Asma Ghanem

Instructor, Studies in Islam

Educational Background:

  • Post Graduate Diploma: Teaching Arabic to Speakers of Other Languages (TASOL)
  • Selected Research Project: “Teaching and Learning Foreign Languages, Including Arabic Language, in Asia: Issues and Points of Views”Teaching English as a Second Language (TESL)
  • MA in English Language and Literature from the University of Waterloo
  • Selected Research Project: “Research Analysis of Article in Psychology Graduate Course Related to Mind Wandering in the Educational Environment”
  • “Methodologies Used in Studies about Dyslexic School Children”
  • BA in Field Teacher of English/ Faculty of Education from the University of Jordan

Teaching Philosophy:

As an instructor, my objective is to help and support my students reach a level of independent study wherein they can confidently apply their knowledge to think through new concepts, and in confidence to become capable to develop a desire to learn and think for themselves. To reach this goal, I rely upon many creative interactive methods that encourage active participation and the desire to practice communication such as theatrical games, role plays, demonstrations and connecting the material with the everyday-life events. Creating a supportive learning relationship with students from a variety of linguistic and cultural backgrounds is essential in my teaching style. To build these relationships, I routinely meet my students outside the classroom to answer their questions and to provide them with additional materials related to specific concepts. I also moderate extra conversational practice sessions to make students more comfortable with the new language they are learning.  Additionally, I design various activities to clarify concrete concepts for the students such as group activities, peer reviews, showing relevant YouTube videos, creating discussions among groups, playing card games, using questions and answers games, PowerPoint, Microsoft Word, and magnetic cards on boards.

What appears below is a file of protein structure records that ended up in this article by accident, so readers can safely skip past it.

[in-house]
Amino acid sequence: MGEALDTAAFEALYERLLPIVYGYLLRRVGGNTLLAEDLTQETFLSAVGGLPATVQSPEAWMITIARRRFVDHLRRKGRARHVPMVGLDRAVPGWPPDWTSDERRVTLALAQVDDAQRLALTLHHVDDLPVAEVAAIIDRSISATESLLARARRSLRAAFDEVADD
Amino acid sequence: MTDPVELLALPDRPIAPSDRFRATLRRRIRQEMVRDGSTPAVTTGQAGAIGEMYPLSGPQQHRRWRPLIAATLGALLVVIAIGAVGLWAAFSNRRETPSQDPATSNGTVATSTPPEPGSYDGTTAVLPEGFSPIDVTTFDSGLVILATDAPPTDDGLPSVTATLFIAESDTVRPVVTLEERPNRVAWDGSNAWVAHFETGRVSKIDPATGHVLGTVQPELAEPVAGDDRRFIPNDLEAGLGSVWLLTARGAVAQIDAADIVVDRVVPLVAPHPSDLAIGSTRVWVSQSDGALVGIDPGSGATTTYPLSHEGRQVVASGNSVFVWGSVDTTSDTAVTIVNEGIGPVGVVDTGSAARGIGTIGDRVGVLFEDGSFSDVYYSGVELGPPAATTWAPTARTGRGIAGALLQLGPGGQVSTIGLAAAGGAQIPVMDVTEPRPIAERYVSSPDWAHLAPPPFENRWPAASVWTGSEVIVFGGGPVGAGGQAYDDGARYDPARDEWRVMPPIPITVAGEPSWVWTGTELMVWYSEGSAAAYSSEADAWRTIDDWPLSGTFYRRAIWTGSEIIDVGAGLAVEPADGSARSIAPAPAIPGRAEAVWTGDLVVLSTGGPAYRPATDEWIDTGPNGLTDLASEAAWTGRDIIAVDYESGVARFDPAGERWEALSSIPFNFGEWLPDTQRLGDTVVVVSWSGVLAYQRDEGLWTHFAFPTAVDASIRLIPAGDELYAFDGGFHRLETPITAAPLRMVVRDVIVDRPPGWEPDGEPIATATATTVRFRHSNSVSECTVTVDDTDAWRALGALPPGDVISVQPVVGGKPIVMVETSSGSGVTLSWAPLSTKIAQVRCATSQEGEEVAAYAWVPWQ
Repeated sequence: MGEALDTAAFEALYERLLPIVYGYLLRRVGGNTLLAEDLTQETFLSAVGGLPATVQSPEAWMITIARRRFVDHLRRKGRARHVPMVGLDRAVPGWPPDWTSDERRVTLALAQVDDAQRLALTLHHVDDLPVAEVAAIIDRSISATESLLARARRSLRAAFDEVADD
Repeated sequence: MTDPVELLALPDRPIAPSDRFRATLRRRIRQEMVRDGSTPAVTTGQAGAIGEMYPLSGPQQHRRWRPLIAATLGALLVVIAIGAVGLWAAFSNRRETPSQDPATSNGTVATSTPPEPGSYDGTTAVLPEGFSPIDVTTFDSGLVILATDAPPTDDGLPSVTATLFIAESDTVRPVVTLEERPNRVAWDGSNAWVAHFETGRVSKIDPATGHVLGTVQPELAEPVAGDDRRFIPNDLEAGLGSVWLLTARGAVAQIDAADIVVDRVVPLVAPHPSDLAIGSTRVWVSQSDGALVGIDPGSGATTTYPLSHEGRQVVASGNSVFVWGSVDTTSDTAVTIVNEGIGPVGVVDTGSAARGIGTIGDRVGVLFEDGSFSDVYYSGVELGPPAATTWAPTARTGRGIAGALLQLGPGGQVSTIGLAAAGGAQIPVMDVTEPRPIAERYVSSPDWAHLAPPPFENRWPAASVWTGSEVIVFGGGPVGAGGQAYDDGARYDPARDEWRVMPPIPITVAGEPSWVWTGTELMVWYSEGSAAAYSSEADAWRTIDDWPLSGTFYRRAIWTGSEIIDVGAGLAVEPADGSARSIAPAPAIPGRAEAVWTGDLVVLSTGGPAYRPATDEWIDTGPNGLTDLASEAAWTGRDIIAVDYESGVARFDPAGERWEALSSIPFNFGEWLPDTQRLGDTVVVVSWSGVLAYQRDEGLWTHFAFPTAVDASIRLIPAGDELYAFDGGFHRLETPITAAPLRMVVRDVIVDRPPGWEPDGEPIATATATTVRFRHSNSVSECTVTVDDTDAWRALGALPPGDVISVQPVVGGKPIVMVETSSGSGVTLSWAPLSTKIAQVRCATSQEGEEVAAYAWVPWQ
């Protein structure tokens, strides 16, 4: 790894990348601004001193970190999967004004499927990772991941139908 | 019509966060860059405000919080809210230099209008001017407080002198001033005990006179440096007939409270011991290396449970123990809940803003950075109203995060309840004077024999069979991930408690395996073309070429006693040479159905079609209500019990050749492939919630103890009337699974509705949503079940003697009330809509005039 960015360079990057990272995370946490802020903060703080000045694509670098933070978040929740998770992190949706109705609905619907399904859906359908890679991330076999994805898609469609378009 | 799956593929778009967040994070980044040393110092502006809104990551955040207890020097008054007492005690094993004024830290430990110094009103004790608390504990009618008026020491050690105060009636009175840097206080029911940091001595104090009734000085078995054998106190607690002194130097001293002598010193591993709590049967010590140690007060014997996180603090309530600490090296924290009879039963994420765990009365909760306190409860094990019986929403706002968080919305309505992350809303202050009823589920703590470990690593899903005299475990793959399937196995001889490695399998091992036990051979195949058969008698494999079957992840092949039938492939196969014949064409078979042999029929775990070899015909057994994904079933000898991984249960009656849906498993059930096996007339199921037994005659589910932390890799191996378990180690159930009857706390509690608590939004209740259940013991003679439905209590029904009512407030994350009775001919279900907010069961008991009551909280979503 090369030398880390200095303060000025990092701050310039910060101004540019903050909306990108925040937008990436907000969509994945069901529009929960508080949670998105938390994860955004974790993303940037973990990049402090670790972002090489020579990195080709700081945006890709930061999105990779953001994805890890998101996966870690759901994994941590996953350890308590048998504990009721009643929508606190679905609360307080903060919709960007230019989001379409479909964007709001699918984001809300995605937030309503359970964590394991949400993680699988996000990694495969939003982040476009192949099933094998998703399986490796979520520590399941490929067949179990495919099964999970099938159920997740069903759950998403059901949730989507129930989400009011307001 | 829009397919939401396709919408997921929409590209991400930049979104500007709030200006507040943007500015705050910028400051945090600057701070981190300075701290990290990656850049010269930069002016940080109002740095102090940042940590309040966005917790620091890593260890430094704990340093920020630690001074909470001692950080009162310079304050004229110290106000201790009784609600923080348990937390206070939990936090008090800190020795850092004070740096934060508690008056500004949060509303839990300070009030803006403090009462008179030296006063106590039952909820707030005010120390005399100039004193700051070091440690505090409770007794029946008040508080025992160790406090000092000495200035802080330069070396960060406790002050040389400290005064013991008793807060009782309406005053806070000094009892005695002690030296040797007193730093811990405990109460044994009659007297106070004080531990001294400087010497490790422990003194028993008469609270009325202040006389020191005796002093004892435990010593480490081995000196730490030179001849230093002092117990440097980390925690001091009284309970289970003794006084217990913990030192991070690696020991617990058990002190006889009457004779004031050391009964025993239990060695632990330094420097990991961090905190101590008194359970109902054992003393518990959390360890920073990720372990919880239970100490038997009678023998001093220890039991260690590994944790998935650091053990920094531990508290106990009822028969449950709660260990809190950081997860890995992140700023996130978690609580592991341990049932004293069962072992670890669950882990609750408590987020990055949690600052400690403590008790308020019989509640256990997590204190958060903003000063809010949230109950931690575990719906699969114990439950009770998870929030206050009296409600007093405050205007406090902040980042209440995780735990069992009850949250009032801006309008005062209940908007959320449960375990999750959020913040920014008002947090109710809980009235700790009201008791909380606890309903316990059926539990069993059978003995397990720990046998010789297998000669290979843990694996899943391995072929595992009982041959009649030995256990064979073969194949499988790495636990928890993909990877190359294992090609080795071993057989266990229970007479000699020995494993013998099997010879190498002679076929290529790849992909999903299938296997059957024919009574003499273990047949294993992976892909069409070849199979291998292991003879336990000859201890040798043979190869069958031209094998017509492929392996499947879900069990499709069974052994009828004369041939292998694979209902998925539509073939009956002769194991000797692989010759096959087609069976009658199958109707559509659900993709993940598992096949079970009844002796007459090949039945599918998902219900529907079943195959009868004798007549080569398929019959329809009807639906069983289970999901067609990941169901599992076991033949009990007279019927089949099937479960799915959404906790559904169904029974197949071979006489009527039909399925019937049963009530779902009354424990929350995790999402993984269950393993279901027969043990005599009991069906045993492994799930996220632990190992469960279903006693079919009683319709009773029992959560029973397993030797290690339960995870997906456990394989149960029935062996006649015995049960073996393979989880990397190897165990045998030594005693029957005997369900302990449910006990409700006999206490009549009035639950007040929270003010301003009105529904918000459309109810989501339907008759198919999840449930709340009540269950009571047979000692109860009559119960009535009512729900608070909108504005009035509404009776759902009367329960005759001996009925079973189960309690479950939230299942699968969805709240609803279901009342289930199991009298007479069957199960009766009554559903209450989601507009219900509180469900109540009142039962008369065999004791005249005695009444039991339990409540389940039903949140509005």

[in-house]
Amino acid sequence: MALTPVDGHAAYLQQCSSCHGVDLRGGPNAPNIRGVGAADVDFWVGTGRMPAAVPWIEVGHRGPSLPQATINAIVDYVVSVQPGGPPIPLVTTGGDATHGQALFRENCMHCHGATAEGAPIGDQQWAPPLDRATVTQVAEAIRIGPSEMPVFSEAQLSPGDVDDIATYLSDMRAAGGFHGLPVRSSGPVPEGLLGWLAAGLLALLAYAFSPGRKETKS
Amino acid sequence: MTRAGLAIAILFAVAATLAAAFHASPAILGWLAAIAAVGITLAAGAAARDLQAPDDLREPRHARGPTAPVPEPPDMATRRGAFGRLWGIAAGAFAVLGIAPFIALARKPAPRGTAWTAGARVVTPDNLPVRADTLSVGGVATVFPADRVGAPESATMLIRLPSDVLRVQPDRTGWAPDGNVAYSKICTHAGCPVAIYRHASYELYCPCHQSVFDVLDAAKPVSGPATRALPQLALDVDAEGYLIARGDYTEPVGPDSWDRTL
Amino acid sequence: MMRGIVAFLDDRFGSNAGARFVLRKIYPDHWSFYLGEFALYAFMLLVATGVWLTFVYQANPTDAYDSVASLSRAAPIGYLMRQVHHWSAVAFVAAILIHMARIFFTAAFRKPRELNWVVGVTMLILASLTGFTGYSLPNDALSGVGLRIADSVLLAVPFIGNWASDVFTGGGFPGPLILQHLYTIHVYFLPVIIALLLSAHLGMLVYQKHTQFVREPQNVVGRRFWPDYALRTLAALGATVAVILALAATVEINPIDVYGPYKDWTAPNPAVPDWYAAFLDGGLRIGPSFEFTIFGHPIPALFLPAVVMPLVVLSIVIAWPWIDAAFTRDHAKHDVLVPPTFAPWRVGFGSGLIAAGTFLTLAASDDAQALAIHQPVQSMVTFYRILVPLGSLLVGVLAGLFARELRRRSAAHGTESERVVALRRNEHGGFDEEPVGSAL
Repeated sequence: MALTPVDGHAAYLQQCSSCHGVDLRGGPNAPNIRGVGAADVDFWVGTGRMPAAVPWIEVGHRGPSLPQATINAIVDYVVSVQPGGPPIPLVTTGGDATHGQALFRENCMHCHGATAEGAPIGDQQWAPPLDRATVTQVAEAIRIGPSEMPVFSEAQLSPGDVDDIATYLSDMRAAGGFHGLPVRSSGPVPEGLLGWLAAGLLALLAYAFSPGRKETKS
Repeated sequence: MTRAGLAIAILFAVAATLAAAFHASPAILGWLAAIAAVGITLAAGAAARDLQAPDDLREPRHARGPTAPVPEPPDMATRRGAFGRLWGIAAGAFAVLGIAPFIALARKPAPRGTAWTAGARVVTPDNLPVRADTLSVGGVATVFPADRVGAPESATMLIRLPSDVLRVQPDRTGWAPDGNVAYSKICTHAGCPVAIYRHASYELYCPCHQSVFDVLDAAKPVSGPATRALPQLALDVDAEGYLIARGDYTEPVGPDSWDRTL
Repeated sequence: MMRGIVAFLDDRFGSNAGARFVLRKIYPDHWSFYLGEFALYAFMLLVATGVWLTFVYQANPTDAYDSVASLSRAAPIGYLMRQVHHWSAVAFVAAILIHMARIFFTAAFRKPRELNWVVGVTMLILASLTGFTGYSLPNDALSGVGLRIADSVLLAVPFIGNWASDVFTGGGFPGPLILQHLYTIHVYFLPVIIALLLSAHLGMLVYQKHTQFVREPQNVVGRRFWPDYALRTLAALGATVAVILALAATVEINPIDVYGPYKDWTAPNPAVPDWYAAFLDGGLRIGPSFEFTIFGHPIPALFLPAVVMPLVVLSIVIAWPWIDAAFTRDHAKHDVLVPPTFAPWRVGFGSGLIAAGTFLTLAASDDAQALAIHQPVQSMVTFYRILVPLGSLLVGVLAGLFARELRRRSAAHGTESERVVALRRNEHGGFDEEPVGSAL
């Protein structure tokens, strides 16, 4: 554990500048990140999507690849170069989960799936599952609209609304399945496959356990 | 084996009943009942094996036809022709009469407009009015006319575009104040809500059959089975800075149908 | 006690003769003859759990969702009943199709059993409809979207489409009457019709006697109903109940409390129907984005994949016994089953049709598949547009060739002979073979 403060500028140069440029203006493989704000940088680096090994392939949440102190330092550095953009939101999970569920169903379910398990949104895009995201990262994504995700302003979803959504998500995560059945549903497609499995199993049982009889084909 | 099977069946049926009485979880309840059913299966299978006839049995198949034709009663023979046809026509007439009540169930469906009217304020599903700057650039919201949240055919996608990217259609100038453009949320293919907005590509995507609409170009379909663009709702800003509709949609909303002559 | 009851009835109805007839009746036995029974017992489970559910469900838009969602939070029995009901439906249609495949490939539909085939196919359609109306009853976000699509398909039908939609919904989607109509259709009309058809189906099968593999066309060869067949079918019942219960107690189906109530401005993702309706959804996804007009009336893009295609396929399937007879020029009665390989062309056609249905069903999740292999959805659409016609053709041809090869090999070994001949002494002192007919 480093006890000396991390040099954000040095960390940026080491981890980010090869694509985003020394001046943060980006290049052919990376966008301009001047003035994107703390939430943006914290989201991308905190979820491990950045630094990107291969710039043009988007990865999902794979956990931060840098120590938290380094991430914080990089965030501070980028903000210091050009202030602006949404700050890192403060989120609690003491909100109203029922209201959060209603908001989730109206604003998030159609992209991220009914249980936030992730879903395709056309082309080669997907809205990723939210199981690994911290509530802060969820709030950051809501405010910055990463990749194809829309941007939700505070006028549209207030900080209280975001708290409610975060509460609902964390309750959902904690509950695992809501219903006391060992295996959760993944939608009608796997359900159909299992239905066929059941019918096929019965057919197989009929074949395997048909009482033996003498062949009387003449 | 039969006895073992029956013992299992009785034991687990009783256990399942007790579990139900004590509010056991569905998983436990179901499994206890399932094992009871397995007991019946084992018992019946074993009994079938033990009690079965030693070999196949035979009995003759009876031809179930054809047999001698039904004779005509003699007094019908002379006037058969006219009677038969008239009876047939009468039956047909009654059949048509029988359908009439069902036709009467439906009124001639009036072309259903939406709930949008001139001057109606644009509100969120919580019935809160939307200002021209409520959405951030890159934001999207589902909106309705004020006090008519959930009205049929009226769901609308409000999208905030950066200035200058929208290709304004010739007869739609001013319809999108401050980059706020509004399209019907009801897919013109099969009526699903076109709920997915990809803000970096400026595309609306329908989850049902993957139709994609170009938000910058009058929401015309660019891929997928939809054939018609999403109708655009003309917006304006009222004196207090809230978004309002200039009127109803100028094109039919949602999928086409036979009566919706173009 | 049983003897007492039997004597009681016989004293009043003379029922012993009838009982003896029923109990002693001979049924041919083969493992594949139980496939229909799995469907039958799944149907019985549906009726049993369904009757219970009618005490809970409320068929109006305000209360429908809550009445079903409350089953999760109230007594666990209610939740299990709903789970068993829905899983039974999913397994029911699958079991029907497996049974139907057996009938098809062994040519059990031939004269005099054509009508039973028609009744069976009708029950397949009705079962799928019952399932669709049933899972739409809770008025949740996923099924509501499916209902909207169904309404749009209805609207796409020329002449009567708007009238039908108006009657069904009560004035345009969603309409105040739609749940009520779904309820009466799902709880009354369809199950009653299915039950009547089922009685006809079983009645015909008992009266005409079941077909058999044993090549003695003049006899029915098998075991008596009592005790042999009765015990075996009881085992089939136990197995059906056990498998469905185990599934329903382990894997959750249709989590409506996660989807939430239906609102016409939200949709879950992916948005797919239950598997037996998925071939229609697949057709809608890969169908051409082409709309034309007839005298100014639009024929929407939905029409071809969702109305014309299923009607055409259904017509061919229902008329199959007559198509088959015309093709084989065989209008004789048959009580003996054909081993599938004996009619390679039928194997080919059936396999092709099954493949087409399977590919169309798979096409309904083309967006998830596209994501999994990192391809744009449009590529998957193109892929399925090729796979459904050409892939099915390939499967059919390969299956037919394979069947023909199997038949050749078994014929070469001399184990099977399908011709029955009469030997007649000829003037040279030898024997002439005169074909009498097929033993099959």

My main three principles in teaching Arabic are: repetition, relating the knowledge with the everyday practices of students, and fun. Repetition is key for the memorization of vocabulary in a new foreign language. The new knowledge should be strongly connected with the previous knowledge the students already have in their mind and, also connected with their daily interests. The planned and well- designed entertainment in the educational atmosphere that is directly associated with the lessons’ goals is an essential element for creativity and motivating positive critical thinking the students must be motivated to master.

Learning a foreign language is a wonderful challenge. It requires the employment of many techniques to reach the maximum level of learning within a limited period-of-time (e.g. a university semester). The Arabic language is one of the most dynamic languages on the planet, and learning this highly metaphorical and musical language will enrich one’s thinking about oriental societies.

Affiliation: 
University of Waterloo

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